Why did Scout think Uncle Jack was being unfair when he spanked her in To Kill a Mockingbird?  

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bullgatortail eNotes educator| Certified Educator

Scout's Uncle Jack arrived on the scene as she was giving her cousin Francis a good pounding during the Finch family's visit to Finch's Landing. Francis had repeatedly called Scout (and Atticus) a "nigger-lover," and she finally decided to put an end to it.

... I split my knuckle to the bone on his front teeth. My left impaired, I sailed in with my right...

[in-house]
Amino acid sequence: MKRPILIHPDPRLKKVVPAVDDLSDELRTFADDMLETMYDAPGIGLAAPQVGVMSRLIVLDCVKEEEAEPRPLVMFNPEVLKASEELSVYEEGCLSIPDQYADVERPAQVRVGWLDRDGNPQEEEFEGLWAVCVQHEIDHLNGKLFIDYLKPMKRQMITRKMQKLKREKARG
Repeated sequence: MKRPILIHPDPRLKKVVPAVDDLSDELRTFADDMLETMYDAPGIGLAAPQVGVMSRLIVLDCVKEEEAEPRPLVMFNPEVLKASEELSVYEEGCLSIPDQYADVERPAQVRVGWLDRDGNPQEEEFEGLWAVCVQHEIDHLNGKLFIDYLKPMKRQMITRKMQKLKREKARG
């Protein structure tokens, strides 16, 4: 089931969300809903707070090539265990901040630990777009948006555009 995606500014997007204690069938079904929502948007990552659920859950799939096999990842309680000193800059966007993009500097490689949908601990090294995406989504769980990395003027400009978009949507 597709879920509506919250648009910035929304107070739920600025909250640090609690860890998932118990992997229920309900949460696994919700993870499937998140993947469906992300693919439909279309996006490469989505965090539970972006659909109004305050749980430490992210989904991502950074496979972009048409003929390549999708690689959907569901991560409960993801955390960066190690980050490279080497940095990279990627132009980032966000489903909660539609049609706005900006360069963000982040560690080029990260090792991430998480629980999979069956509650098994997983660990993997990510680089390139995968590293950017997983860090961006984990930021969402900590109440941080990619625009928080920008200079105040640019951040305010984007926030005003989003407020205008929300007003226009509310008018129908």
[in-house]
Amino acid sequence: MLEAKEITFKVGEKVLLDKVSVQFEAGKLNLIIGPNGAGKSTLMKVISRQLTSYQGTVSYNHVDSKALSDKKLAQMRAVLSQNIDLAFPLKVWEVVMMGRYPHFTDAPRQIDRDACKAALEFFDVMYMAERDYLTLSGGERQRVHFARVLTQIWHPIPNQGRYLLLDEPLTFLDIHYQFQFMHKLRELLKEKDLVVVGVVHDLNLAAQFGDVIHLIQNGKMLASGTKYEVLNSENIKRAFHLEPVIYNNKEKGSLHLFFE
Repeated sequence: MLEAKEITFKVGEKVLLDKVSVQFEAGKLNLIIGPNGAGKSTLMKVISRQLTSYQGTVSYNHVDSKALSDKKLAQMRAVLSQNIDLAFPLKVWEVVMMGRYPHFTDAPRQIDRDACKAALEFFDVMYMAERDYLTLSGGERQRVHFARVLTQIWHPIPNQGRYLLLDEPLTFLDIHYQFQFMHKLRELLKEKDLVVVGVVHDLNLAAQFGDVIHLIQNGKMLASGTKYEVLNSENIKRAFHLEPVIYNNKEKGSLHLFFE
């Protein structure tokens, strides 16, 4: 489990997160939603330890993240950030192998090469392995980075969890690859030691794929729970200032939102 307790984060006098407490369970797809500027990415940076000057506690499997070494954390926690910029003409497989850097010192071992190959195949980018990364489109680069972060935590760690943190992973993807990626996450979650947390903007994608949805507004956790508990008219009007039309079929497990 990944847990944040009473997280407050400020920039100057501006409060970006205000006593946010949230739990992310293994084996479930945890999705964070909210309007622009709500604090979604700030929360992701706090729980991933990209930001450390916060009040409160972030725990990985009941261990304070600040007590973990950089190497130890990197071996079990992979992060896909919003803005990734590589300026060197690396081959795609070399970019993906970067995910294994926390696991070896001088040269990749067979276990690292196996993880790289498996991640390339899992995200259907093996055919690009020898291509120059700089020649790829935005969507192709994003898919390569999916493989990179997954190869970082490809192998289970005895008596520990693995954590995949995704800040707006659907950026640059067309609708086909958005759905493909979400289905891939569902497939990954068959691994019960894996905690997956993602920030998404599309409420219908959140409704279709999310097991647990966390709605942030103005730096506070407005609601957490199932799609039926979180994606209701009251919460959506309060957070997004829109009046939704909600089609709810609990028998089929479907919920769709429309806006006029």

Uncle Jack didn't bother to ask why the two were fighting; instead, he broke them up and, while

Aunt Alexandra ministered to Francis, wiping his tears away with her handkerchief, rubbing his hair, patting his cheek...

Uncle Jack began spanking Scout. Scout was angry because Jack had not

"stopped to gimme a chance to tell my side of it--you just lit right into me."

Once Scout had explained, Uncle Jack was ready to punish Francis, too, but Scout made him promise to "just let it go." Jack later apologized to Atticus for having "romped on her," but Atticus only "chuckled."

     "I shall never marry, Atticus."
     "I might have children."

Read the study guide:
To Kill a Mockingbird

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